Eliezer, your thought processes and emotions are quite a bit different from those of most currently living humans. And that mostly leaves you quite well-off, but you've always got to account for that before you say something like this. How the hell do you know what others, especially children, would feel in an odd situation like that? Me, I know for sure that I'd MUCH rather have a cold/distant but dutiful and conscientous parent than one who could really, seriously plan to kill Pre-Me for their own convenience. (If that was supposed to be a joke, I claim that it was in bad taste, just like an anti-AI LessWronger's joke about planning to assassinate you and your colleagues would be.)
Can you generalize your claim a bit? I mean, if the general form of your claim is that a joke whose punchline is "your parents wanted you" is in bad taste just as a joke whose punch line is "I'm going to kill you" is, I simply disagree. I find this unlikely, I just mention it because that's the vast difference between the two examples that jumped out at me. If the general form of your claim is that a joke that mentions the (unactualizable) possibility of my infanticide is in bad taste just as a joke that mentions the (thus-far-unactualized, but still viable) possibility of my assassination, I also disagree, though I have more sympathy for the claim. I find this more likely. If it's something else, I might agree. Of course, if you don't actually mean to make a general claim about what is or isn't in bad taste, but rather to assert somewhat indirectly that references to infanticide upset you and you'd rather not read them, that's a whole different kettle of fish and my question is meaningless.
Jokes aren't only about punchlines; here Eliezer was talking about how the (apparently REAL) fact that a murder was contemptated by the guy's own mother ended up having an upside.
Yes, that's true, he was indeed talking about that. I infer that your claim is that talking about that is in sufficiently bad taste to be worth calling out. Thanks for clarifying.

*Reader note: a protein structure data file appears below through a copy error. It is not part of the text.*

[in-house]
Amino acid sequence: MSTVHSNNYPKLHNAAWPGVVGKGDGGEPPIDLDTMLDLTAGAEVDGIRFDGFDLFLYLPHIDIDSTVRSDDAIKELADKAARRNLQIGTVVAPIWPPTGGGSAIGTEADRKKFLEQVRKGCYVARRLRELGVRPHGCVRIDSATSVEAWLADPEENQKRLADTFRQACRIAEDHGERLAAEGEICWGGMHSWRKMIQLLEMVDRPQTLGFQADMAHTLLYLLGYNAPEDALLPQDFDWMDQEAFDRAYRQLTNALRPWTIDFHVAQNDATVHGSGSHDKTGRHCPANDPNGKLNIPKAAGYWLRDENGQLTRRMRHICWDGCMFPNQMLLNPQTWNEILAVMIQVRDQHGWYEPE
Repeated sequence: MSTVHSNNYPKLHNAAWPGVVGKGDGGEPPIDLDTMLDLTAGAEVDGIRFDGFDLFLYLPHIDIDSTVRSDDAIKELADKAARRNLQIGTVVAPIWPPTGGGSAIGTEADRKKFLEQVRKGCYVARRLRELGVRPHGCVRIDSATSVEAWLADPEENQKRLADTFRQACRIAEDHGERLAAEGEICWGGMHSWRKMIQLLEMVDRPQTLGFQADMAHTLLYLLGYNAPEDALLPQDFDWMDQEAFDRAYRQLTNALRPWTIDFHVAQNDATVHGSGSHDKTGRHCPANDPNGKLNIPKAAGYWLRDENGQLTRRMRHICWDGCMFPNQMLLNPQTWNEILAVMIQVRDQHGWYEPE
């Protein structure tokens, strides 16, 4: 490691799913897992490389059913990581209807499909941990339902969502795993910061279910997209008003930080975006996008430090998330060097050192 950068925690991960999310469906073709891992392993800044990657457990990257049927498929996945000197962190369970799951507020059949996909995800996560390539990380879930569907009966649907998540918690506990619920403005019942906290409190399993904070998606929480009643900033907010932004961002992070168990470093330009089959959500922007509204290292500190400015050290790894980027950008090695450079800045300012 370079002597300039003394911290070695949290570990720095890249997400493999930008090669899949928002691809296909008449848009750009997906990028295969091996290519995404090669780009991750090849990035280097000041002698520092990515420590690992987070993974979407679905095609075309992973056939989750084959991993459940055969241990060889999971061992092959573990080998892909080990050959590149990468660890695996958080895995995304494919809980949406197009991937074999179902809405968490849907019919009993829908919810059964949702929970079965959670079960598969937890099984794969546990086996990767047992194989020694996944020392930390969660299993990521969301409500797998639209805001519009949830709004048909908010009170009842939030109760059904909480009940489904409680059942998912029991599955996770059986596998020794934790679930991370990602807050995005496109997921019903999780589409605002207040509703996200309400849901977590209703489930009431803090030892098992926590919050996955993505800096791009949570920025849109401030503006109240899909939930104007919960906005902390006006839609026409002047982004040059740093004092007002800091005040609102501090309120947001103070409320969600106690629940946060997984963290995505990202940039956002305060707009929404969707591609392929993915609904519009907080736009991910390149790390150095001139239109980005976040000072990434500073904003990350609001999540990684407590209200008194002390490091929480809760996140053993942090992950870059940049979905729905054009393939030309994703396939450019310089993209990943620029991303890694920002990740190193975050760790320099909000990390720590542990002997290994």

I have said before "I'm a moderate on abortion -- I feel it should be okay up to the fifth trimester." While this does shock people into adjusting what boundaries might be considered acceptable, I no longer think it is something useful to say in most fora. Too much chance of offending people and just causing their brains to shut off.

It should be safe to use on Philip K. Dick fan forums.
Sounds like it would be interesting to have your mother make some comments on LW, if you think she would be interested.
That's very unlikely, I think. She's not interested in rationalism.
Yes, I should also be allowed to kill adults. Especially if they have it coming. After all, the infant still has a chance to grow up to make a worthwhile contribution while there are many adults that are clearly a waste of good oxygen or worse!
I'd say the primary value of an infant is the future value of an adult human minus the conversion cost. Adult humans can be enormously valuable, but sometimes, the expected benefits just can't match the expected costs, in which case infanticide would be advisable. However, both costs and benefits can vary by many orders of magnitude depending on context, and there's no reliable, generally-applicable method to predict either. No matter how bad it looks, someone else might have a more optimistic estimate, so it's worth checking the market (that is, considering adoption).
Is it acceptable to assume that the conversion cost up to a newborn is less than the rest of the way to an adult? (Think this through before reading on, to avoid biased thinking about the above (This is called "Meditate", right?)) Given that, wouldn't a rich excentric that commits to either spend a pool of money on paying people to roll boulders up and down a hill or on raising the next child he makes you pregnant with cause you to not be allowed to say no? (Edited for clarity)
It quite obviously is. If you mean as an alternative to infanticide, definitely. What's your point?
What I meant to say is that this complete stranger wants to have a child with Strange7 (for this hypothetical Strange7 can get pregnant) and it would be as wrong/illegal for Strange7 to not do so as late abortion or infanticide would be. (Edited grandparent for clarity)